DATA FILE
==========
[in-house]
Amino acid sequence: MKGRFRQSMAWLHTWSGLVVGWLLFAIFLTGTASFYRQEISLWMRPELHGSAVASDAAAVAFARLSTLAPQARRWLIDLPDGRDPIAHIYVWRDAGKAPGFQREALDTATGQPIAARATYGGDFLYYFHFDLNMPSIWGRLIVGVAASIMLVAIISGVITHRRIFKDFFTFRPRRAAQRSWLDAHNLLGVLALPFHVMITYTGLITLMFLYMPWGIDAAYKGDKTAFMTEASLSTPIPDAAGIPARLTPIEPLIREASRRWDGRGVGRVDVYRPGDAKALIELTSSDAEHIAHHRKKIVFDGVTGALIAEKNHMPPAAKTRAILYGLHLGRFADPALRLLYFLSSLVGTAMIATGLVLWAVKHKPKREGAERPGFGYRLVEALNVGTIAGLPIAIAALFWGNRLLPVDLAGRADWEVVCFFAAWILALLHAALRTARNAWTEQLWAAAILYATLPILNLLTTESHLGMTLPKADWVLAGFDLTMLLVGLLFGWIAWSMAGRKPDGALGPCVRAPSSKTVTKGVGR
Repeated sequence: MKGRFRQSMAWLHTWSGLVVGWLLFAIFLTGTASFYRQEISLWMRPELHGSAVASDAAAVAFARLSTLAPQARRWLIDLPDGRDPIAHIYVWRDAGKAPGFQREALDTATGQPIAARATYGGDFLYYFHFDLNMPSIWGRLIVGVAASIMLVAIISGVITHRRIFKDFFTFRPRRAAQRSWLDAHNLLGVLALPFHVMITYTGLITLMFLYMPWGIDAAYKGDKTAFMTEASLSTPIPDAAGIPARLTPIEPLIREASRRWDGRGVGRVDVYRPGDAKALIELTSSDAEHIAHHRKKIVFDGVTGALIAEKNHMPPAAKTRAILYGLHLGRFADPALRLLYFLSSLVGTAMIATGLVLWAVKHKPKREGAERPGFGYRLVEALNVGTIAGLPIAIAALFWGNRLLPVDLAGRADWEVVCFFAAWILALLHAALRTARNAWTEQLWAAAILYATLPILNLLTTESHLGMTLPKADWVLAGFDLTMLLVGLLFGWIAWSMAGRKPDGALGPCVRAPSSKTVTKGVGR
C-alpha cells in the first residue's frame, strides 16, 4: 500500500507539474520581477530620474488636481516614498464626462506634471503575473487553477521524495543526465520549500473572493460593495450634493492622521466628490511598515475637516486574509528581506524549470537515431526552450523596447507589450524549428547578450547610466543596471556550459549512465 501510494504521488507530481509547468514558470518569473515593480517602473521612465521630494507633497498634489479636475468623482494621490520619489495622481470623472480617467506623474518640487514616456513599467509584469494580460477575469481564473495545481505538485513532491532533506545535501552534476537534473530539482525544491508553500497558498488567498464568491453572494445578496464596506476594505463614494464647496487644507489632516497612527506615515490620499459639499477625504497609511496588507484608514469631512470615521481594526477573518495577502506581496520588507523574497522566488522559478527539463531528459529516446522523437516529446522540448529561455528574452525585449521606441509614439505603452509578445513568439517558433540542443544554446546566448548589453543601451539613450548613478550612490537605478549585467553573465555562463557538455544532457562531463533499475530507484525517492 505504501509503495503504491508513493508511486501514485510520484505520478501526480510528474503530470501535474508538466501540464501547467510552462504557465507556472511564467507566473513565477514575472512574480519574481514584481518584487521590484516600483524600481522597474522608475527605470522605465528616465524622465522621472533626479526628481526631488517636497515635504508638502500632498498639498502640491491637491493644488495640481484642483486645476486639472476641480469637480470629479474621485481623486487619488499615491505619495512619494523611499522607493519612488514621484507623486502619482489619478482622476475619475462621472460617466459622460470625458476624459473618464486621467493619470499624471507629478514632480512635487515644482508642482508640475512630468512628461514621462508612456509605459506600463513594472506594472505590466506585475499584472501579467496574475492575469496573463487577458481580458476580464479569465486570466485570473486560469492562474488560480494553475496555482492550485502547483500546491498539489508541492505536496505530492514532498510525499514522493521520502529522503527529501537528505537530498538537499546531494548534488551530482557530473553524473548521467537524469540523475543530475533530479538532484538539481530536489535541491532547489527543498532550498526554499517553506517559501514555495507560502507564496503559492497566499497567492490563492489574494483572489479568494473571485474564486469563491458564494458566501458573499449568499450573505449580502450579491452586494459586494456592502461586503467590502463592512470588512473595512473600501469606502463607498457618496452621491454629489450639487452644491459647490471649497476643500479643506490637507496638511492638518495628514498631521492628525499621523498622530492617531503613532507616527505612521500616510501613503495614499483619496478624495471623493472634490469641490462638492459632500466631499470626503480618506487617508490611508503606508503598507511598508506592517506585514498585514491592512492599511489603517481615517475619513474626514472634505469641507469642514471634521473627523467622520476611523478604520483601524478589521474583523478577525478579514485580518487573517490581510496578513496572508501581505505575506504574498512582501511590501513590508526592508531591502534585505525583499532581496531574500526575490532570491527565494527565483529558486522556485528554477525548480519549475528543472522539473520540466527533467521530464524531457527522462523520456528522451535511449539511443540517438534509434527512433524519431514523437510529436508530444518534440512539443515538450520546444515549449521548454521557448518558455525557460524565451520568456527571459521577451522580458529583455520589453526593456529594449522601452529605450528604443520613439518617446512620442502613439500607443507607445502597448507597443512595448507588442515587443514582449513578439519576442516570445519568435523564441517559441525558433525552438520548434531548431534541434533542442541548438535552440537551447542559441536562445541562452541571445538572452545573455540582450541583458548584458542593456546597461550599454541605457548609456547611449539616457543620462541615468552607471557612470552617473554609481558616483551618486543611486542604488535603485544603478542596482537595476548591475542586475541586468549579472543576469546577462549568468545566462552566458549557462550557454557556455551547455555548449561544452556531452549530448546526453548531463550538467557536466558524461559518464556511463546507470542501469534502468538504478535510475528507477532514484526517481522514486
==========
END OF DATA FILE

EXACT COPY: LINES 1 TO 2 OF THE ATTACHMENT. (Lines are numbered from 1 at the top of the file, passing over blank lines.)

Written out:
[in-house]
Amino acid sequence: MKGRFRQSMAWLHTWSGLVVGWLLFAIFLTGTASFYRQEISLWMRPELHGSAVASDAAAVAFARLSTLAPQARRWLIDLPDGRDPIAHIYVWRDAGKAPGFQREALDTATGQPIAARATYGGDFLYYFHFDLNMPSIWGRLIVGVAASIMLVAIISGVITHRRIFKDFFTFRPRRAAQRSWLDAHNLLGVLALPFHVMITYTGLITLMFLYMPWGIDAAYKGDKTAFMTEASLSTPIPDAAGIPARLTPIEPLIREASRRWDGRGVGRVDVYRPGDAKALIELTSSDAEHIAHHRKKIVFDGVTGALIAEKNHMPPAAKTRAILYGLHLGRFADPALRLLYFLSSLVGTAMIATGLVLWAVKHKPKREGAERPGFGYRLVEALNVGTIAGLPIAIAALFWGNRLLPVDLAGRADWEVVCFFAAWILALLHAALRTARNAWTEQLWAAAILYATLPILNLLTTESHLGMTLPKADWVLAGFDLTMLLVGLLFGWIAWSMAGRKPDGALGPCVRAPSSKTVTKGVGR